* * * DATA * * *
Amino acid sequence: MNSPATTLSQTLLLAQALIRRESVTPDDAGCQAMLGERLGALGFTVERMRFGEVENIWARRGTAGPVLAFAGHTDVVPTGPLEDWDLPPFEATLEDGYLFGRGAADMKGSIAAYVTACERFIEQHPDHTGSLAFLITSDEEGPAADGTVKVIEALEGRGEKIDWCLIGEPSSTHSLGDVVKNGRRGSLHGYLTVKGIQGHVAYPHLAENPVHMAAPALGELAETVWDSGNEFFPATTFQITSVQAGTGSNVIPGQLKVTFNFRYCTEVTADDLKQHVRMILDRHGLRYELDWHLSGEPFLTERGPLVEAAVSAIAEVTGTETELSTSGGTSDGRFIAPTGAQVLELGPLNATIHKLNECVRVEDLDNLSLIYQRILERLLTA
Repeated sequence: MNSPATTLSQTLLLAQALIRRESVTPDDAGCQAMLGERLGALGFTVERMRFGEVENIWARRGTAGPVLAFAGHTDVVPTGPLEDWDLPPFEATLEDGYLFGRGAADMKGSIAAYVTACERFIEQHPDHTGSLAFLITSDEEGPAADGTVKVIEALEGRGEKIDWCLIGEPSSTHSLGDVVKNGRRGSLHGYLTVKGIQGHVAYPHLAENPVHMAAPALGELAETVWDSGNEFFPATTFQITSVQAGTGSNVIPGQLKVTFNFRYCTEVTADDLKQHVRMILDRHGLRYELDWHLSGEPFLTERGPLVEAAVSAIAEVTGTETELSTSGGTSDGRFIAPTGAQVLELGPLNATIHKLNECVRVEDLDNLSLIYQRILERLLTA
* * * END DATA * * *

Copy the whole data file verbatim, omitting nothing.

Amino acid sequence: MNSPATTLSQTLLLAQALIRRESVTPDDAGCQAMLGERLGALGFTVERMRFGEVENIWARRGTAGPVLAFAGHTDVVPTGPLEDWDLPPFEATLEDGYLFGRGAADMKGSIAAYVTACERFIEQHPDHTGSLAFLITSDEEGPAADGTVKVIEALEGRGEKIDWCLIGEPSSTHSLGDVVKNGRRGSLHGYLTVKGIQGHVAYPHLAENPVHMAAPALGELAETVWDSGNEFFPATTFQITSVQAGTGSNVIPGQLKVTFNFRYCTEVTADDLKQHVRMILDRHGLRYELDWHLSGEPFLTERGPLVEAAVSAIAEVTGTETELSTSGGTSDGRFIAPTGAQVLELGPLNATIHKLNECVRVEDLDNLSLIYQRILERLLTA
Repeated sequence: MNSPATTLSQTLLLAQALIRRESVTPDDAGCQAMLGERLGALGFTVERMRFGEVENIWARRGTAGPVLAFAGHTDVVPTGPLEDWDLPPFEATLEDGYLFGRGAADMKGSIAAYVTACERFIEQHPDHTGSLAFLITSDEEGPAADGTVKVIEALEGRGEKIDWCLIGEPSSTHSLGDVVKNGRRGSLHGYLTVKGIQGHVAYPHLAENPVHMAAPALGELAETVWDSGNEFFPATTFQITSVQAGTGSNVIPGQLKVTFNFRYCTEVTADDLKQHVRMILDRHGLRYELDWHLSGEPFLTERGPLVEAAVSAIAEVTGTETELSTSGGTSDGRFIAPTGAQVLELGPLNATIHKLNECVRVEDLDNLSLIYQRILERLLTA